Friday, April 24, 2015

The slow, painful death of the LCB

Last call for the state Liquor Control Board? It may be, if House Majority Leader Mike Turzai has his way.

The slow, painful death of the LCB

Last call for the state Liquor Control Board?

It may be, if House Majority Leader Mike Turzai has his way.

The Republican from Allegheny County unveiled his much-anticipated bill today to get the state out of the business of selling alcohol. His legislation calls for auctioning off both retail and wholesale licenses and changing the tax structure to try and match the revenue that the Liquor Control Board currently kicks in to state coffers.

Turzai’s bill would sell off a total of 1,250 retail licenses – 750 so-called “class A” licenses (for retail outlets with 15,000 or more square feet) and 500 “class B” licenses (for retailers with less than 15,000 square feet). The top House Republican would also wipe out the current automatic 30 percent markup that the Liquor Control Board places on its products, as well as the additional 18 percent tax, known as the Johnstown flood tax, that gets slapped on the sale of wine and hard liquor in Pennsylvania. Turzai would replace those taxes with a gallonage tax based on the type of liquor and alcohol content.

"We think this is a win, win, win opportunity for everyone,” said Turzai. “But especially for the state of Pennsylvania.”

Wendell W. Young IV, who heads the union that represents the majority of Liquor Control Board employees, said Turzai’s bill shows “he doesn’t know what he doesn’t know.”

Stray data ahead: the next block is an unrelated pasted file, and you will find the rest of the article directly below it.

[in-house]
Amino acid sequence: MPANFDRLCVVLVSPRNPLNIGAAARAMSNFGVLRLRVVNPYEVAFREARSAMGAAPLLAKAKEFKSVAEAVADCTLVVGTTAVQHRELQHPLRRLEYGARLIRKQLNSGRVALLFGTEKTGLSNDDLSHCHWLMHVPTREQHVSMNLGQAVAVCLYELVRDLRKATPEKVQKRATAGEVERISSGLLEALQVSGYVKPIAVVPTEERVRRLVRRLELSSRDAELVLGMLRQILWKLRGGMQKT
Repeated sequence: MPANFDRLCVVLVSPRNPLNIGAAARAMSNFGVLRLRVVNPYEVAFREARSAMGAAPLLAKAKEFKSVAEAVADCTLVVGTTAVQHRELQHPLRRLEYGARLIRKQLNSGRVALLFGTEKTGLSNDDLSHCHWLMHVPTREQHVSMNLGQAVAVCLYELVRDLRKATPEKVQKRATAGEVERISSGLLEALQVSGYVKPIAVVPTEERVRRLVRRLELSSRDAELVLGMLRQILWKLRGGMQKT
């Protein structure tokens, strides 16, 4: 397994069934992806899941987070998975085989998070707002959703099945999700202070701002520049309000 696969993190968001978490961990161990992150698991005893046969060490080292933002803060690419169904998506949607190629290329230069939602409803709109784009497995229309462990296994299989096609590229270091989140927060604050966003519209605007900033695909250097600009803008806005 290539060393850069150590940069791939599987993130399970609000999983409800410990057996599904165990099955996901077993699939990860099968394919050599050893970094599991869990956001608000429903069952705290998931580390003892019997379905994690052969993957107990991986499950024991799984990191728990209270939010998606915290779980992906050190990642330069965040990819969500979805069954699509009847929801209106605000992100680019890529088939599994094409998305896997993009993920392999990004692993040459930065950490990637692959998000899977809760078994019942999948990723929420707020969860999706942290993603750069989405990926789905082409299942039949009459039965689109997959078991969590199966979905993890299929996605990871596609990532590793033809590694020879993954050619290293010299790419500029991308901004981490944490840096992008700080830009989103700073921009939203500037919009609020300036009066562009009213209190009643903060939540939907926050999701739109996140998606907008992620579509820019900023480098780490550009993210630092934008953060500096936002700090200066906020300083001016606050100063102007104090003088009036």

The current system, he argued, not only provides substantial taxes and profits for Pennsylvania, but also convenience, great selection and competitive prices - and it does so responsibly, not with an eye at maximizing profits at the sake of public safety.

“We deliver amongst the highest dollar amount per gallon of alcohol sold and we have the absolute lowest death rate related to alcohol consumption,” said Young. “These are the stats that are where we want to be. Why would we change it to benefit a few private retailers who will make a lot of money and who are friends of the current party leadership.”

 

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About this blog

Commonwealth Confidential gives you regularly updated coverage of the state legislature, the governor and the workings of the state bureaucracy. It is written by Angela Couloumbis and Amy Worden in the Inquirer's Harrisburg bureau, based right in the statehouse, and by the newspaper's far-flung campaign reporters.



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